The last column in Table F-3 shows the panel’s estimate of the probability that the NEMS market penetration levels can be met or exceeded if the SSL technical goals are met. The actual penetration for the technology could be higher than the NEMS model run, so the expected value analysis conducted using the 70 percent shown in the table should not be viewed as an upper bound on the benefits. It is, rather, a point at which the value could be higher or lower with a 70 percent overall likelihood of being reasonable.
The probabilities in Table F-3 are all based on wide ranges of estimates that are averaged. The averaged estimates are not intended to be taken as accurate. Another panel might produce significantly different numbers. A range of estimates would better represent the collective opinion of the
panel but would be more complex to apply to the benefits and to depict in this report.
Most panel members think that even with only a minimal DOE program the 150 lpw goal might be achieved eventually. DOE sponsors only a small fraction of worldwide SSL R&D but it sponsors a much larger fraction of the research focused on 150 lpw light sources. The panel believes that DOE funding is an important complement and a catalyst to spur non-DOE funding, and that the 150 lpw goal is unlikely to be met without it.
Completing the Matrix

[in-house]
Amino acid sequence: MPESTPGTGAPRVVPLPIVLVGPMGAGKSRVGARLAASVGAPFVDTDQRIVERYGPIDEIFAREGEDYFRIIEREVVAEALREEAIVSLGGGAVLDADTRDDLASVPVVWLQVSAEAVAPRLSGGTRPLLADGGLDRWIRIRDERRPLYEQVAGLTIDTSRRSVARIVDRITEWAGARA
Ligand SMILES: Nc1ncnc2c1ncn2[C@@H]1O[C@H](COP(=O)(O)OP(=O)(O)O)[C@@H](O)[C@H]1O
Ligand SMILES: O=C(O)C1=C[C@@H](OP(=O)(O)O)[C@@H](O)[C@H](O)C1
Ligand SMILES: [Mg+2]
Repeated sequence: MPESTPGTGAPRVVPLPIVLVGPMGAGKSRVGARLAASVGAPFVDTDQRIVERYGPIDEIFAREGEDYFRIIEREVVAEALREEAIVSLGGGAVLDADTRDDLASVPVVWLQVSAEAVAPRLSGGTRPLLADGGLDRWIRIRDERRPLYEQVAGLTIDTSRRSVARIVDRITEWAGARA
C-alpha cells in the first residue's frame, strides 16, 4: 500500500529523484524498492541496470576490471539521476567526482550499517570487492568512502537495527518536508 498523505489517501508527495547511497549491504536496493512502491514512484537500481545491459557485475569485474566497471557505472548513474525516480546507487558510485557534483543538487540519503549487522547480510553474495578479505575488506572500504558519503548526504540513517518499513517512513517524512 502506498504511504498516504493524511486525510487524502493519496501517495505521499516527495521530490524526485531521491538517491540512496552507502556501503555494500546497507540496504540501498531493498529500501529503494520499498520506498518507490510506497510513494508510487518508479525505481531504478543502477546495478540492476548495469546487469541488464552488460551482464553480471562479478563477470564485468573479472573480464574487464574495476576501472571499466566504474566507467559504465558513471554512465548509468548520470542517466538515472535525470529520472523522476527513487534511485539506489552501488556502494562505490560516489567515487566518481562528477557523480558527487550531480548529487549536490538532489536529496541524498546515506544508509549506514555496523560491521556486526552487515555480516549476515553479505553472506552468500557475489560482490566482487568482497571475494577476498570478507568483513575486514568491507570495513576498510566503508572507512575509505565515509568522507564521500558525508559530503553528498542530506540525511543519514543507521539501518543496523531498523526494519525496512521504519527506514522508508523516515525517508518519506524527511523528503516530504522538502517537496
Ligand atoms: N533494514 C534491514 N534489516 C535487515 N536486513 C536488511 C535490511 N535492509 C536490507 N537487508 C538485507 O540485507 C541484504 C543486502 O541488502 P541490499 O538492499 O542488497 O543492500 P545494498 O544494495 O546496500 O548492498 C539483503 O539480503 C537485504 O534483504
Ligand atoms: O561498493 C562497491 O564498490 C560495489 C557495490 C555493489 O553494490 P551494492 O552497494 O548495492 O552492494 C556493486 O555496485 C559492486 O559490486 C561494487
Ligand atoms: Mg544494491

The lighting panel completed the prospective benefits matrixes, shown in Figures F-4 and F-5 for the two completed analyses. In keeping with the committee-designed format, this table shows only the results when the technical goals and all other necessary SSL technology attributes are met as a result of the DOE SSL Program at each of the two levels.
Prospective Economic Benefits Results. Figures F-4 and F-5 show that the U.S. economy would benefit by between $37 billion and $50 billion from funding of the SSL Program. These amounts are the current value of the cumulative, probability-adjusted economic benefits through 2050, relative to depending on private-sector and foreign government R&D funding. DOE funding of $500 million would be required over 10 years or 20 years for the two budget levels—full funding and reduced funding, respectively. The DOE funding has not been adjusted to current value.
TABLE F-3 Probabilities of Technical Success at Selected R&D Funding Levels